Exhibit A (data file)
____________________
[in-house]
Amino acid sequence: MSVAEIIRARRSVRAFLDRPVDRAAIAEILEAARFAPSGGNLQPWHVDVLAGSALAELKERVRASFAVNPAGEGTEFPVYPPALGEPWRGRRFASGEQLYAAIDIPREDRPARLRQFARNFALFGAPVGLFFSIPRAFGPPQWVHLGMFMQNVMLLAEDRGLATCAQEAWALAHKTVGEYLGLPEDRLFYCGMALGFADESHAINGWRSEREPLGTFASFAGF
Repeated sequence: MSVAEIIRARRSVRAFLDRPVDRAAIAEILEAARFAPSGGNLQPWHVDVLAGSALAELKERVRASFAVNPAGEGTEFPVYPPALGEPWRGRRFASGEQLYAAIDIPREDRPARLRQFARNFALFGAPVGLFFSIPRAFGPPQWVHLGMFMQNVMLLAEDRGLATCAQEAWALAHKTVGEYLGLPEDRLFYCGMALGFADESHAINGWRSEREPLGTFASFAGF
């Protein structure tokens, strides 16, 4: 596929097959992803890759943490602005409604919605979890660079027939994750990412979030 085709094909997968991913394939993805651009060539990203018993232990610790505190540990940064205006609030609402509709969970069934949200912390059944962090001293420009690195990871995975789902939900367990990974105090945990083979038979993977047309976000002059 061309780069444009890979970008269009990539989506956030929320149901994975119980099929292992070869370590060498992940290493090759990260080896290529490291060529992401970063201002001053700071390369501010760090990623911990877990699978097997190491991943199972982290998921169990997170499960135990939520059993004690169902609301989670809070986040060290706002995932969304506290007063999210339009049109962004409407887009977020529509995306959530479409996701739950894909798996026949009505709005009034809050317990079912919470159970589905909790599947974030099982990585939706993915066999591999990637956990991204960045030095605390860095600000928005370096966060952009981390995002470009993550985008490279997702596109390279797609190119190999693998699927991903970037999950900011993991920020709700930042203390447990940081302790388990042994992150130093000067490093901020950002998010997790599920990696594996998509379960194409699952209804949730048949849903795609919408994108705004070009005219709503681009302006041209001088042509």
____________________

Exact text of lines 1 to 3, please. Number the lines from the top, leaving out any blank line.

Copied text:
[in-house]
Amino acid sequence: MSVAEIIRARRSVRAFLDRPVDRAAIAEILEAARFAPSGGNLQPWHVDVLAGSALAELKERVRASFAVNPAGEGTEFPVYPPALGEPWRGRRFASGEQLYAAIDIPREDRPARLRQFARNFALFGAPVGLFFSIPRAFGPPQWVHLGMFMQNVMLLAEDRGLATCAQEAWALAHKTVGEYLGLPEDRLFYCGMALGFADESHAINGWRSEREPLGTFASFAGF
Repeated sequence: MSVAEIIRARRSVRAFLDRPVDRAAIAEILEAARFAPSGGNLQPWHVDVLAGSALAELKERVRASFAVNPAGEGTEFPVYPPALGEPWRGRRFASGEQLYAAIDIPREDRPARLRQFARNFALFGAPVGLFFSIPRAFGPPQWVHLGMFMQNVMLLAEDRGLATCAQEAWALAHKTVGEYLGLPEDRLFYCGMALGFADESHAINGWRSEREPLGTFASFAGF